You can 'liaise with' people and you can 'liaise between' them. No-one ever liaised against anybody, which makes it an ideal verb for the haven of peace and tranquility that is modern business. Despite these pacifist tendencies, however, 'liaise' is a military word. In World War I, French liaison officers formed links between the allied forces, using the Gallic term for relationships of all kinds. British ingenuity turned that into the verb 'to liaise', first recorded in 1916 in a letter from Lord Fisher, First Sea Lord. It was demobbed only after World War II. Interestingly, 'liaison' retains its Continental, raffish air, while 'to liaise' is pure in thought, word and deed. 'I'll liaise with you later, Susie', you say, and no-one turns a hair. Suggest a liaison, however, and Susie will be consulting her pamphlet on sexual harassment quicker than you can say 'inappropriate behaviour'.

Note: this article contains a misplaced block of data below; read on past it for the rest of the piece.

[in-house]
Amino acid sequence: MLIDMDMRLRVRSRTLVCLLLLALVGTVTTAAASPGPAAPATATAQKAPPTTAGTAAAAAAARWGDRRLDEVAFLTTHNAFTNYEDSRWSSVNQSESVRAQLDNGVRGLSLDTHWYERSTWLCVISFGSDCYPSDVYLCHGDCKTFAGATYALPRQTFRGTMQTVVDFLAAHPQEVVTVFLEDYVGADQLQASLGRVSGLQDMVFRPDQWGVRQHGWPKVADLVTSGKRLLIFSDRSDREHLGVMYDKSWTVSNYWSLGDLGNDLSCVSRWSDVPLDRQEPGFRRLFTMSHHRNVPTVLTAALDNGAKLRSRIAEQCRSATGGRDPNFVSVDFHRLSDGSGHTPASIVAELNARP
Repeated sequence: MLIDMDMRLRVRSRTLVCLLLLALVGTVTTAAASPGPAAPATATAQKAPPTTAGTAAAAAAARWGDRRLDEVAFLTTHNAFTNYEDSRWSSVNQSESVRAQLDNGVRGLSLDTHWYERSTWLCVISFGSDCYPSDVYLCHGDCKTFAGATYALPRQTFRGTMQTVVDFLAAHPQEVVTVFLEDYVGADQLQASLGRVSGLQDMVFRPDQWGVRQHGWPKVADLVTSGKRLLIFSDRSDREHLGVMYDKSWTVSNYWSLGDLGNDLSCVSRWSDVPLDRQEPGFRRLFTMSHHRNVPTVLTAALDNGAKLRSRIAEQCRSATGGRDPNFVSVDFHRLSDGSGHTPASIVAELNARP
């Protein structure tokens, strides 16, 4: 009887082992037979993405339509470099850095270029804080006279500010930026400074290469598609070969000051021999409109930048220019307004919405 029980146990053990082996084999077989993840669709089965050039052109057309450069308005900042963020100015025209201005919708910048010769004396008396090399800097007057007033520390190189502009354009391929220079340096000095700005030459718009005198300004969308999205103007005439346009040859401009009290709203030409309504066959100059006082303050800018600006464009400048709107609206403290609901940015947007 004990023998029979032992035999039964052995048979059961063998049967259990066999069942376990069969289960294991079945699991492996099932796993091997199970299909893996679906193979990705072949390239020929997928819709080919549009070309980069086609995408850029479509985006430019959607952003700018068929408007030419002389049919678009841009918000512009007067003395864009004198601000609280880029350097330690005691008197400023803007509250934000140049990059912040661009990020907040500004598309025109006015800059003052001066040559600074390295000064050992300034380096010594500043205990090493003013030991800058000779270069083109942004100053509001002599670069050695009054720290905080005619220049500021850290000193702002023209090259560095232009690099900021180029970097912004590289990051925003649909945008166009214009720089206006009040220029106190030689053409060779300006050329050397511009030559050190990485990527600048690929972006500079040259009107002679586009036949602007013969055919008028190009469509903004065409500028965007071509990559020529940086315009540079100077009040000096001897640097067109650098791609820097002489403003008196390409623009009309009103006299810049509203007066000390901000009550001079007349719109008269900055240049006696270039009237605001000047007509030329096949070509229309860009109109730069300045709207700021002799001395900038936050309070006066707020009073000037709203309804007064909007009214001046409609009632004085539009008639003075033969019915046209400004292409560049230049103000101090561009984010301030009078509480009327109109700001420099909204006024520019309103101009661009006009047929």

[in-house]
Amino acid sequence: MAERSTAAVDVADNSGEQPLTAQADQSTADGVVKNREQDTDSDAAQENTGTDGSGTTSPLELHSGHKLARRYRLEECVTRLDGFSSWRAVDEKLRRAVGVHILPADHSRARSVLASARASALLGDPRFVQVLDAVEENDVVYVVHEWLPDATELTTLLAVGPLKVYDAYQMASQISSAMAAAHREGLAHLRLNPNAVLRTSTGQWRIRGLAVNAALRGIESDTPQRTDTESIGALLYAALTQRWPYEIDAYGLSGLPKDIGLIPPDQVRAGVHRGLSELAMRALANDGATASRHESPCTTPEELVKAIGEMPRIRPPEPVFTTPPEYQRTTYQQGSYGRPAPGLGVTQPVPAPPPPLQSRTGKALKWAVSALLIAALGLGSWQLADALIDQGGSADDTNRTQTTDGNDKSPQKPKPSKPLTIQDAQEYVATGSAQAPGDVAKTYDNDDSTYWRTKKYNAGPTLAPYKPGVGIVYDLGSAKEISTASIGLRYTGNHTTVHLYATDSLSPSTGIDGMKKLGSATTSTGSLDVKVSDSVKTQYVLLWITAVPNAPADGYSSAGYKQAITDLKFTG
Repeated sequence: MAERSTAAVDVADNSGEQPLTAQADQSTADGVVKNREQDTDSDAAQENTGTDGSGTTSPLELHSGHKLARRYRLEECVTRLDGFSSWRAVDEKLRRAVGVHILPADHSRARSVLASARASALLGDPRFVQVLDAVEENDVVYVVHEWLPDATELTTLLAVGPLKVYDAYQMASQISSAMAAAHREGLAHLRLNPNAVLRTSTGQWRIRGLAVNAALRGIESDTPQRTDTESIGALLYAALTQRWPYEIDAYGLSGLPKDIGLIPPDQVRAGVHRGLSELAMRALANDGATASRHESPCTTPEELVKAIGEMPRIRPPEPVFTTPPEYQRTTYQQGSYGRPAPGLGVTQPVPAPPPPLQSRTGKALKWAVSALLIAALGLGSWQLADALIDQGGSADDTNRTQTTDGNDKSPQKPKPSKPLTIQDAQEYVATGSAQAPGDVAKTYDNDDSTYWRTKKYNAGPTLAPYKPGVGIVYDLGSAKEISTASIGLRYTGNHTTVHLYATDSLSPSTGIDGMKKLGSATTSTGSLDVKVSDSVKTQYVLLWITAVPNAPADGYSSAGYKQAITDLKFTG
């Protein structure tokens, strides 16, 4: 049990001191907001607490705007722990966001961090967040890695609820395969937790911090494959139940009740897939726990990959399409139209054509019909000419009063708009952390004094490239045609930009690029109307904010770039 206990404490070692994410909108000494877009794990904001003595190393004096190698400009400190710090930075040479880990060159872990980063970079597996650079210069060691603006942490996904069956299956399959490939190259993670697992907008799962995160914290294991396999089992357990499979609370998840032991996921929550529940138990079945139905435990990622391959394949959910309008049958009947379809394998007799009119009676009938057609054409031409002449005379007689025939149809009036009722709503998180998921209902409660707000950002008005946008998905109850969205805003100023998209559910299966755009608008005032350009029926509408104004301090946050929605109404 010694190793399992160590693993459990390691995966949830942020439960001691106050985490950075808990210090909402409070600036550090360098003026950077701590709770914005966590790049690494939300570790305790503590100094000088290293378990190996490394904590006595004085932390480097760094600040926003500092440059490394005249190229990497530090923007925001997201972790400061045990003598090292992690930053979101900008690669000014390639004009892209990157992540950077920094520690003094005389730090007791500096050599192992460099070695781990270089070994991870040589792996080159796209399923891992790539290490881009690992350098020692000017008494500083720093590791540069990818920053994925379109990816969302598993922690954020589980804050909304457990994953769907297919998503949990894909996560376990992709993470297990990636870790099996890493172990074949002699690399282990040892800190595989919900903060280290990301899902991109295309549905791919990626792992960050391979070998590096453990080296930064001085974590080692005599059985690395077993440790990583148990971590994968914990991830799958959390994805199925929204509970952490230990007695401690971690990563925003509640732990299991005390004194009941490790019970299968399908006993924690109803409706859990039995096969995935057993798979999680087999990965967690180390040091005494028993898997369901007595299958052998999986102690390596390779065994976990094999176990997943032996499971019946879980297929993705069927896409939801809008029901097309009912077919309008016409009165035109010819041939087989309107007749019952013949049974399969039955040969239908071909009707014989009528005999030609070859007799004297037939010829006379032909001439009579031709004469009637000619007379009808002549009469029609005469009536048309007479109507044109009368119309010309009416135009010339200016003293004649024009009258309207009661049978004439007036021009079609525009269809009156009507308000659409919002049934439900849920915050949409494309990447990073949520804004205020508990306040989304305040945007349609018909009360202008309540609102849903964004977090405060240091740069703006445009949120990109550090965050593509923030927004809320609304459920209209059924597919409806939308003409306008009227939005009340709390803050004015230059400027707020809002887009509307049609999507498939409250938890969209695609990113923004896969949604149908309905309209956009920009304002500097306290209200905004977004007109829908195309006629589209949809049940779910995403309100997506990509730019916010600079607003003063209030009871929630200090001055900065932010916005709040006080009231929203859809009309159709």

Leadership from a distance requires carefully study of human nature, says L&D specialist Sudhakar Sampath.
Leadership from a distance requires a careful study of human nature, says L&D specialist Sudhakar Sampath.
Set up shop and they shall come? Not so fast, says private equity investor Chris Hurley.
Moving office? Restructuring? New IT system? Change needn't be painful if it's managed well.
Finding time, living fearlessly and leading at speed are on this month's boardroom reading list.
Equitable Life's days have been numbered ever since its 1990s fall from grace, but it hasn't taken decline lying down.